How Indian and Chinese media reported the deadly Ladakh clash

China admits casualties, but its media plays down the worst clash in decades, while Indian newspapers urge a push back.

    How Indian and Chinese media reported the deadly Ladakh clash
    A leading Indian newspaper said the government should display 'steely resolve' in its response over Ladakh clash [Piyal Adhikary/EPA]

    While Chinese state media has downplayed a deadly military confrontation with India in the Indian-administered Ladakh region, Indian newspapers called for a "steely resolve" over the killing of at least 20 soldiers.

    Indian news agency ANI on Tuesday night claimed that 43 Chinese soldiers had died in Monday's clash, without giving further details. Chinese media did not reveal casualties on its side.

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    On Tuesday, the Indian army said 20 of its soldiers had been killed in a "violent face-off" along the Himalayan frontier, which resulted in "casualties on both sides". Four other Indian soldiers are reported to be in critical condition.

    China's defence ministry confirmed late on Tuesday that there had been casualties, without giving a number, while its state media stayed relatively quiet on the skirmish, the most violent in decades.

    Brawls erupt regularly between soldiers from the world's two most populous nations across their disputed 3,500-kilometre (2,200-mile) border - but none had proved fatal since 1975.

    The latest fighting occurred in the precipitous, rocky terrain of the strategically important Galwan Valley, which lies between China's Tibet and India's Ladakh.

    The soldiers threw punches and stones at each other, with Chinese troops allegedly attacking their Indian counterparts with rods and nail-studded clubs during the fight that lasted more than six hours, India's Hindustan Times newspaper reported on Wednesday.

    'Steely resolve'

    Another leading Indian newspaper said the government should show "steely resolve" in its response to the worst clashes with the Chinese troops in decades.

    "The provocation is grave - this is not the toll taken by an act of terror by a non-state actor, but a clash between two armies. Yet India must keep a clear and determined head. It needs to respond with calm deliberation and steely resolve," the Indian Express said in an editorial.

    Former Indian army officer and defence analyst Ajai Shukla wrote in the Business Standard newspaper that although India-China border skirmishes are common, Monday's face-off was "a departure from the normal".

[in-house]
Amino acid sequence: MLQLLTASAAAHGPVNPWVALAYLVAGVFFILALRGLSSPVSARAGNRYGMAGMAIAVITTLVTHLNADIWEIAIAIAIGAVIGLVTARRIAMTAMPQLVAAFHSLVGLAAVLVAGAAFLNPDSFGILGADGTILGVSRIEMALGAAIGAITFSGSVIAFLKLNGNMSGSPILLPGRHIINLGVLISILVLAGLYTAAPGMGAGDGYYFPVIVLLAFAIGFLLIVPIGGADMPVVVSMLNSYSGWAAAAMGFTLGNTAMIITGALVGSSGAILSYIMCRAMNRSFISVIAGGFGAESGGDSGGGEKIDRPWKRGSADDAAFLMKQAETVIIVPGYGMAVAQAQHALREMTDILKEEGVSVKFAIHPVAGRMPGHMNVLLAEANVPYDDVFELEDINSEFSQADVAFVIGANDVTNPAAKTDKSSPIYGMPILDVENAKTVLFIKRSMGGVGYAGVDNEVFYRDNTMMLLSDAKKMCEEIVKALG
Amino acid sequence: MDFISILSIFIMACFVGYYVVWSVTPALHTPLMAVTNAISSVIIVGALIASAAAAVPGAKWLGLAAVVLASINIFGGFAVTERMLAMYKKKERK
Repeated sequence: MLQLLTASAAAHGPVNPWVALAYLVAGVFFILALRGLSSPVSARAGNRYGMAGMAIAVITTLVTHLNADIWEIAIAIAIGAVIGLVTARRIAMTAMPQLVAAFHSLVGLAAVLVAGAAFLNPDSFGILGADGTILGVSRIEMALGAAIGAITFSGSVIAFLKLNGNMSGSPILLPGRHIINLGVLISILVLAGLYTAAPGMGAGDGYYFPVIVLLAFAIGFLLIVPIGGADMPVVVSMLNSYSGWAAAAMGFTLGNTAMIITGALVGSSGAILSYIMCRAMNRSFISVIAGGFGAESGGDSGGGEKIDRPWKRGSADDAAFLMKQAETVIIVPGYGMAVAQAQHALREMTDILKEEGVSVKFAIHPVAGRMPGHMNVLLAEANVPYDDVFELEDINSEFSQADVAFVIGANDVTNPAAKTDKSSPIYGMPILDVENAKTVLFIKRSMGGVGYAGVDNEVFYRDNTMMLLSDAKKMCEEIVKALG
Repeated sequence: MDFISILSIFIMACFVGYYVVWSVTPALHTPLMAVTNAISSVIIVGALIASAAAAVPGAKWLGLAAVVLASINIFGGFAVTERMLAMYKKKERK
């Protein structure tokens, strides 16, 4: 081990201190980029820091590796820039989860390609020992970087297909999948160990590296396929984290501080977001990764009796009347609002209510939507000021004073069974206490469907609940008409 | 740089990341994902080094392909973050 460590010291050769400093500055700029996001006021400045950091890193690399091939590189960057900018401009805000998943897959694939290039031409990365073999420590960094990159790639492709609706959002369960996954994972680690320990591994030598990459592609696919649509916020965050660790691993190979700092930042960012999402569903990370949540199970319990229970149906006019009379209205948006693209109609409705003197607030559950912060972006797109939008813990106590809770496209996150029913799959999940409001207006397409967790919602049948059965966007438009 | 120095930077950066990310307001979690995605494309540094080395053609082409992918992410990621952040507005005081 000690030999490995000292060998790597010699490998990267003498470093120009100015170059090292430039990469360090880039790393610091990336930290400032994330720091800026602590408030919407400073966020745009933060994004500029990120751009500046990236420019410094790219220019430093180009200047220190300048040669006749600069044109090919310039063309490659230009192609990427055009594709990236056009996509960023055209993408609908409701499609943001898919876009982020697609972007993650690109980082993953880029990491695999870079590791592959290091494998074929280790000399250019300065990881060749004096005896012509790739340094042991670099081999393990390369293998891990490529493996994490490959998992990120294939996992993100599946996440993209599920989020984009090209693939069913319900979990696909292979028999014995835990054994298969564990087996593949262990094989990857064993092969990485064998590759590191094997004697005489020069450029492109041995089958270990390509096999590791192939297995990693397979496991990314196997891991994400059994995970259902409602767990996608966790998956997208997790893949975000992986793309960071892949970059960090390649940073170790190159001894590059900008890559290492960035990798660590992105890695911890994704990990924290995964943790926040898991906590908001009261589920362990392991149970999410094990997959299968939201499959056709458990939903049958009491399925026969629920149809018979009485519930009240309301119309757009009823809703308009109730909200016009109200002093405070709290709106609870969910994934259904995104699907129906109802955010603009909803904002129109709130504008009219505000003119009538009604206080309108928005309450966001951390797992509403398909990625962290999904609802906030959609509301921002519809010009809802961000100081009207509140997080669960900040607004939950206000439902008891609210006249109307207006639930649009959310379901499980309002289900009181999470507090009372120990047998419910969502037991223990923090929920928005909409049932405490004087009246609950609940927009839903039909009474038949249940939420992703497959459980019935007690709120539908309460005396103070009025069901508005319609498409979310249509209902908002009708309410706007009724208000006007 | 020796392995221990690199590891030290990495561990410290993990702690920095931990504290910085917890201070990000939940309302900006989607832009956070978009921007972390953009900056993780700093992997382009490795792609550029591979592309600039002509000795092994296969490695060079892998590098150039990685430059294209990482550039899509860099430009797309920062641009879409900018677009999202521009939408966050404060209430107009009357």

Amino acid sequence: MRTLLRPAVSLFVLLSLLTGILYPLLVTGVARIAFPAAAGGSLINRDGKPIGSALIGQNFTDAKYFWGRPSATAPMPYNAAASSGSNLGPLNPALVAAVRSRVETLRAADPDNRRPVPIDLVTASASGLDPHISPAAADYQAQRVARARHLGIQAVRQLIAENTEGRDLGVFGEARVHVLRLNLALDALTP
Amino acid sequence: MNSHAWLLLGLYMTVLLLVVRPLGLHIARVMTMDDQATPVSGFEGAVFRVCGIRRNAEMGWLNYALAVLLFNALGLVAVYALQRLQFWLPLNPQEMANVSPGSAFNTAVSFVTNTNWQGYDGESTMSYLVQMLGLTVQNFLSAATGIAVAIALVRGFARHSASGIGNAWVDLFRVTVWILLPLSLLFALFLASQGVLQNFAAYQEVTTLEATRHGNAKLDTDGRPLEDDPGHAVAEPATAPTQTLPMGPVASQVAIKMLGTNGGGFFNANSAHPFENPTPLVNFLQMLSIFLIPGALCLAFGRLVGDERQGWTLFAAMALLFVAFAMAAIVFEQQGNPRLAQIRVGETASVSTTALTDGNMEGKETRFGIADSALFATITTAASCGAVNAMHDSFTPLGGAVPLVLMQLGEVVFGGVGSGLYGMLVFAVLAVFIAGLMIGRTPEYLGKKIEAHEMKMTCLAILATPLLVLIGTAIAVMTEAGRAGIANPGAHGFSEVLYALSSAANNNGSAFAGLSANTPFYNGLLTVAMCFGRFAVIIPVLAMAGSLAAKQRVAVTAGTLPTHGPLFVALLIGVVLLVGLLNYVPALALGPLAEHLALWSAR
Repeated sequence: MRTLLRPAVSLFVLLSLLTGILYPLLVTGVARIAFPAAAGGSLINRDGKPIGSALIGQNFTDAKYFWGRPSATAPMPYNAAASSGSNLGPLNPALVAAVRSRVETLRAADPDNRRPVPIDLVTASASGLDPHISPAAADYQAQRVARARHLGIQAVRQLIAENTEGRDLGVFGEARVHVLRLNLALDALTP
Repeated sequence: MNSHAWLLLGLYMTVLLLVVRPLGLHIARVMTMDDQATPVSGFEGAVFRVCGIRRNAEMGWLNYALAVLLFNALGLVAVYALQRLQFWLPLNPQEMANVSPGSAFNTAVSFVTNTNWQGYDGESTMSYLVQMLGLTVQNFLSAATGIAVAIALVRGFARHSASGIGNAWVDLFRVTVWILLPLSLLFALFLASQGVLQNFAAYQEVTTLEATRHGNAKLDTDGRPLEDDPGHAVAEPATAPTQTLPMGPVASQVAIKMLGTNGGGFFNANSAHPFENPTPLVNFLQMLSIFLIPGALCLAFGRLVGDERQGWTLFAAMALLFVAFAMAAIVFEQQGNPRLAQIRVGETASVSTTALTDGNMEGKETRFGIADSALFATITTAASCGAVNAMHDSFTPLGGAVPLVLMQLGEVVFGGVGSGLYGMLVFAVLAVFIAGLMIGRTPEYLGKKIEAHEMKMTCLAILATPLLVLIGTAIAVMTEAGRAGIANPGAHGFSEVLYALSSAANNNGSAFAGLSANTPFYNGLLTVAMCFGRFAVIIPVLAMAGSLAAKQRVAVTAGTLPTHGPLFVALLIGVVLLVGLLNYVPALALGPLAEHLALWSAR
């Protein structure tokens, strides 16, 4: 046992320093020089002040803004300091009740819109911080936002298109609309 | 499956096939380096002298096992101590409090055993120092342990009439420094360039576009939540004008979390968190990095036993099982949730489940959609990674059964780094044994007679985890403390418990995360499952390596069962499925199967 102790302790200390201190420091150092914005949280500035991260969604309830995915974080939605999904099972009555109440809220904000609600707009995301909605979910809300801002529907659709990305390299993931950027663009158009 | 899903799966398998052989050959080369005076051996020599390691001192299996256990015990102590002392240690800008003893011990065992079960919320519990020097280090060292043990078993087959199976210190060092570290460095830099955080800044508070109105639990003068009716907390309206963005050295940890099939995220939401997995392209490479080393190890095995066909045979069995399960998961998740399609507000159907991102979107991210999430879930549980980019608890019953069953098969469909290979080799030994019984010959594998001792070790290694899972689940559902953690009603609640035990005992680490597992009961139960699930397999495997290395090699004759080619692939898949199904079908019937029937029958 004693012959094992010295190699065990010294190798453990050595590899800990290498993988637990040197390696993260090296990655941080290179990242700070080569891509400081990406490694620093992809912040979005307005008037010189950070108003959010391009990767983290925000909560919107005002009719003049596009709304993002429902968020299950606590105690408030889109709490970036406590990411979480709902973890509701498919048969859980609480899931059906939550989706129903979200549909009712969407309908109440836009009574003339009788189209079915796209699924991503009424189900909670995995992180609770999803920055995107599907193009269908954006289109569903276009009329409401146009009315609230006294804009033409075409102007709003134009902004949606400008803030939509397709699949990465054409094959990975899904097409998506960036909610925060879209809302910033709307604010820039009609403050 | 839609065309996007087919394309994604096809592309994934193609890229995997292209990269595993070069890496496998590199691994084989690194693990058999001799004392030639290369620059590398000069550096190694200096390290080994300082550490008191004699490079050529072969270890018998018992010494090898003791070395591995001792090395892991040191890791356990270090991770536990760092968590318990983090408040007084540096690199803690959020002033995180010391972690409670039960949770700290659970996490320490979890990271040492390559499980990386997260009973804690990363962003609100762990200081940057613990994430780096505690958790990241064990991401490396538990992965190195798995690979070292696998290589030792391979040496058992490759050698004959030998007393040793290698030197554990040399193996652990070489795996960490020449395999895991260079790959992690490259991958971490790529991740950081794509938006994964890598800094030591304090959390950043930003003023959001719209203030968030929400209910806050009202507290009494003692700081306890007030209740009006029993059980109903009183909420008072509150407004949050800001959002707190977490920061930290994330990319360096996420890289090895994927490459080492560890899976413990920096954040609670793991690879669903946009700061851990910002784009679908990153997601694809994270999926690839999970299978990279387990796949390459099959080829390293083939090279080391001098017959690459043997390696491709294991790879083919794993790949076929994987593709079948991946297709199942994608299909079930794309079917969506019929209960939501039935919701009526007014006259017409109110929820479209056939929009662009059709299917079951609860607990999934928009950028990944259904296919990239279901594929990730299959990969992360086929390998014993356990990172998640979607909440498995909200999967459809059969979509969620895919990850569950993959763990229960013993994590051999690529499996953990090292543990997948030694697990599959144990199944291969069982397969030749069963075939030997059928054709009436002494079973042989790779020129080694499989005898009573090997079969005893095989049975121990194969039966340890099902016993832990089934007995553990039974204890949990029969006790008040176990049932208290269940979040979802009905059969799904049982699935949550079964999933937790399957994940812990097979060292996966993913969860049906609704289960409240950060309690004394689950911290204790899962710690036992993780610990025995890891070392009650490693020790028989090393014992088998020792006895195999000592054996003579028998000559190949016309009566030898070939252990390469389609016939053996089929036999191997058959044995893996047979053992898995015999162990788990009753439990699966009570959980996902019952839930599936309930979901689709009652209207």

"First, the PLA had encroached into areas like Galwan that were traditionally peaceful. Second, they entered in unusually large numbers that were in the thousands," he wrote.

    "This time PLA soldiers are digging defences, preparing bunkers and deployed artillery guns to the rear [albeit in their own territory] to support the intruders, said sources."

    Shukla said the "timing of the Chinese aggression" seemed to be "part of a strategy to remind India of its vulnerabilities".

    The Times of India daily was more belligerent, asking for a "push back" by India.

    "Beijing can't kill our soldiers at the LAC and expect to benefit from our huge market," said its editorial, as it asked New Delhi to "denounce the revocation of Hong Kong's autonomy" and "criticise human rights violations in Tibet".

    Indian news channels, most of whom are believed to support the governing Bharatiya Janata Party (BJP), also jumped in.

    An anchor on Aaj Tak, a Hindi-language news channel, said the Indian army should be blamed for the incident, and not the federal government.

    "The duty to patrol the borders is of the army and not the government," she said, inviting a barrage of criticism on Indian social media.

    China plays down

    On the other side, the Chinese nationalist Global Times reported the number of deaths on the Indian side, but said China had not released information about casualties.

    Meanwhile, state broadcaster CCTV and the Communist Party-owned People's Daily republished the Chinese military's official statement on social media, with no additional reports.

    CCTV's widely watched daily Xinwen Lianbo evening news broadcast made no mention of the border confrontation on Tuesday.

    The foreign ministry's official transcripts of its Tuesday press briefing redacted remarks from its spokesman about the clashes.

    The Global Times said in an editorial that China did not disclose the death toll of the confrontation "to avoid comparing and preventing confrontational sentiments from escalating".

    "China does not want to turn border issues with India into a confrontation," the editorial said, blaming India for "arrogance and recklessness".

    SOURCE: Al Jazeera and news agencies